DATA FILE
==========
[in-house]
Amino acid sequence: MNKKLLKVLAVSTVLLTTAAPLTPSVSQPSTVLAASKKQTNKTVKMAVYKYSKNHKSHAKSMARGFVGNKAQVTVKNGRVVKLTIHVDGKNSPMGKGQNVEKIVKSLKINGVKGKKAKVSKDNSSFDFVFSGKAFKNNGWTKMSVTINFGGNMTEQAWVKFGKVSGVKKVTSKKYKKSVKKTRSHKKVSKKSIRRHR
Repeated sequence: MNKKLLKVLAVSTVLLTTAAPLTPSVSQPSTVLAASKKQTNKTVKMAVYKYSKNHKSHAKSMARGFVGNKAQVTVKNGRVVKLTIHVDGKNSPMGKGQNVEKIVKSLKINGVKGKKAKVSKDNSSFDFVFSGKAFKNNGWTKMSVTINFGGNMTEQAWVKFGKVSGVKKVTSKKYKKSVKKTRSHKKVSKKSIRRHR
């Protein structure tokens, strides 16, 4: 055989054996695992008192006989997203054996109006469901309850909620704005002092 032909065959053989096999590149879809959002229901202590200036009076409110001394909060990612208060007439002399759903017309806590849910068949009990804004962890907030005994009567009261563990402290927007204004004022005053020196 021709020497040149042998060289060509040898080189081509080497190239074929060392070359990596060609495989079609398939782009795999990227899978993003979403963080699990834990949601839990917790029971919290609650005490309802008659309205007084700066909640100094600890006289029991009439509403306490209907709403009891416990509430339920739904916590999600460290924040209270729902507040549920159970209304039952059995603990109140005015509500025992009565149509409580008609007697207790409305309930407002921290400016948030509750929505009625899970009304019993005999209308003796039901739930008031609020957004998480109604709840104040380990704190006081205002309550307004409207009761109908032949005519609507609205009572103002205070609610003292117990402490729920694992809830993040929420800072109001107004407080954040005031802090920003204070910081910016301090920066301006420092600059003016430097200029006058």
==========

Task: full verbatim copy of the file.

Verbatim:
[in-house]
Amino acid sequence: MNKKLLKVLAVSTVLLTTAAPLTPSVSQPSTVLAASKKQTNKTVKMAVYKYSKNHKSHAKSMARGFVGNKAQVTVKNGRVVKLTIHVDGKNSPMGKGQNVEKIVKSLKINGVKGKKAKVSKDNSSFDFVFSGKAFKNNGWTKMSVTINFGGNMTEQAWVKFGKVSGVKKVTSKKYKKSVKKTRSHKKVSKKSIRRHR
Repeated sequence: MNKKLLKVLAVSTVLLTTAAPLTPSVSQPSTVLAASKKQTNKTVKMAVYKYSKNHKSHAKSMARGFVGNKAQVTVKNGRVVKLTIHVDGKNSPMGKGQNVEKIVKSLKINGVKGKKAKVSKDNSSFDFVFSGKAFKNNGWTKMSVTINFGGNMTEQAWVKFGKVSGVKKVTSKKYKKSVKKTRSHKKVSKKSIRRHR
């Protein structure tokens, strides 16, 4: 055989054996695992008192006989997203054996109006469901309850909620704005002092 032909065959053989096999590149879809959002229901202590200036009076409110001394909060990612208060007439002399759903017309806590849910068949009990804004962890907030005994009567009261563990402290927007204004004022005053020196 021709020497040149042998060289060509040898080189081509080497190239074929060392070359990596060609495989079609398939782009795999990227899978993003979403963080699990834990949601839990917790029971919290609650005490309802008659309205007084700066909640100094600890006289029991009439509403306490209907709403009891416990509430339920739904916590999600460290924040209270729902507040549920159970209304039952059995603990109140005015509500025992009565149509409580008609007697207790409305309930407002921290400016948030509750929505009625899970009304019993005999209308003796039901739930008031609020957004998480109604709840104040380990704190006081205002309550307004409207009761109908032949005519609507609205009572103002205070609610003292117990402490729920694992809830993040929420800072109001107004407080954040005031802090920003204070910081910016301090920066301006420092600059003016430097200029006058």